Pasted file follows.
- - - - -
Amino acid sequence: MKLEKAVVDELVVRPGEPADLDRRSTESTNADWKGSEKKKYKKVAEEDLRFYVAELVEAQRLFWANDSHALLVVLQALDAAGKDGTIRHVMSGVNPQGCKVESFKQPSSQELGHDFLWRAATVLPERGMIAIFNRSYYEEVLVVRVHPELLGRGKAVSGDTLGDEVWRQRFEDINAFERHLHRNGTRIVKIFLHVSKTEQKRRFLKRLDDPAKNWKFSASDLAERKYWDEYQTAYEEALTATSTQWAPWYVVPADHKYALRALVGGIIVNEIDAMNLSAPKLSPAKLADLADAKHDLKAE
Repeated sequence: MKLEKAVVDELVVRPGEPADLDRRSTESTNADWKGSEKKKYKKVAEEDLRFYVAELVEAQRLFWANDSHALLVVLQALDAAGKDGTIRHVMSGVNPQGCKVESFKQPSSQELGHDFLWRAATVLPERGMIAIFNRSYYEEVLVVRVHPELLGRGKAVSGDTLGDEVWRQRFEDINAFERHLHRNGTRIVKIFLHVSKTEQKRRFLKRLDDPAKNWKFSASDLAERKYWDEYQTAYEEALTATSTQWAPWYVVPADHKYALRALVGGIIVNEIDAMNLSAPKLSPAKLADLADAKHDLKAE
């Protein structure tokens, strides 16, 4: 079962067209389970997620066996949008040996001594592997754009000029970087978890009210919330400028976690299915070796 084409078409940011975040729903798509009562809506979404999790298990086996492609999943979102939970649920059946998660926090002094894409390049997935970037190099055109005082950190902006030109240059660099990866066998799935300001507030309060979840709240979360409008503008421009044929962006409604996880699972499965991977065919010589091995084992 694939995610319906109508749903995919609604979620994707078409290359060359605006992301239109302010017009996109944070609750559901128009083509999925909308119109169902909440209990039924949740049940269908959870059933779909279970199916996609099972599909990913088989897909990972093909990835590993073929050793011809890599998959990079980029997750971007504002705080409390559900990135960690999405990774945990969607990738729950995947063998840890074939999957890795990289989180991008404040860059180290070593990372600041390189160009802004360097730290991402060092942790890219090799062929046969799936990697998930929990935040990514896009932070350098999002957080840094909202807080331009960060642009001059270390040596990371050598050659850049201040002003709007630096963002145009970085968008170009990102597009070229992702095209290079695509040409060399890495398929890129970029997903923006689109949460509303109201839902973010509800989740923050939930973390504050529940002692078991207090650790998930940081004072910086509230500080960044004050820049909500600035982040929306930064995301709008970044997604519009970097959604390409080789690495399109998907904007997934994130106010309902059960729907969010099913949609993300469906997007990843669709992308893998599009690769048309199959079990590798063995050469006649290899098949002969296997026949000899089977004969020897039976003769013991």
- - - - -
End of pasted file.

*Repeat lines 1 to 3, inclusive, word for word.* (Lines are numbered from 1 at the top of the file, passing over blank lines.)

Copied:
Amino acid sequence: MKLEKAVVDELVVRPGEPADLDRRSTESTNADWKGSEKKKYKKVAEEDLRFYVAELVEAQRLFWANDSHALLVVLQALDAAGKDGTIRHVMSGVNPQGCKVESFKQPSSQELGHDFLWRAATVLPERGMIAIFNRSYYEEVLVVRVHPELLGRGKAVSGDTLGDEVWRQRFEDINAFERHLHRNGTRIVKIFLHVSKTEQKRRFLKRLDDPAKNWKFSASDLAERKYWDEYQTAYEEALTATSTQWAPWYVVPADHKYALRALVGGIIVNEIDAMNLSAPKLSPAKLADLADAKHDLKAE
Repeated sequence: MKLEKAVVDELVVRPGEPADLDRRSTESTNADWKGSEKKKYKKVAEEDLRFYVAELVEAQRLFWANDSHALLVVLQALDAAGKDGTIRHVMSGVNPQGCKVESFKQPSSQELGHDFLWRAATVLPERGMIAIFNRSYYEEVLVVRVHPELLGRGKAVSGDTLGDEVWRQRFEDINAFERHLHRNGTRIVKIFLHVSKTEQKRRFLKRLDDPAKNWKFSASDLAERKYWDEYQTAYEEALTATSTQWAPWYVVPADHKYALRALVGGIIVNEIDAMNLSAPKLSPAKLADLADAKHDLKAE
């Protein structure tokens, strides 16, 4: 079962067209389970997620066996949008040996001594592997754009000029970087978890009210919330400028976690299915070796 084409078409940011975040729903798509009562809506979404999790298990086996492609999943979102939970649920059946998660926090002094894409390049997935970037190099055109005082950190902006030109240059660099990866066998799935300001507030309060979840709240979360409008503008421009044929962006409604996880699972499965991977065919010589091995084992 694939995610319906109508749903995919609604979620994707078409290359060359605006992301239109302010017009996109944070609750559901128009083509999925909308119109169902909440209990039924949740049940269908959870059933779909279970199916996609099972599909990913088989897909990972093909990835590993073929050793011809890599998959990079980029997750971007504002705080409390559900990135960690999405990774945990969607990738729950995947063998840890074939999957890795990289989180991008404040860059180290070593990372600041390189160009802004360097730290991402060092942790890219090799062929046969799936990697998930929990935040990514896009932070350098999002957080840094909202807080331009960060642009001059270390040596990371050598050659850049201040002003709007630096963002145009970085968008170009990102597009070229992702095209290079695509040409060399890495398929890129970029997903923006689109949460509303109201839902973010509800989740923050939930973390504050529940002692078991207090650790998930940081004072910086509230500080960044004050820049909500600035982040929306930064995301709008970044997604519009970097959604390409080789690495399109998907904007997934994130106010309902059960729907969010099913949609993300469906997007990843669709992308893998599009690769048309199959079990590798063995050469006649290899098949002969296997026949000899089977004969020897039976003769013991």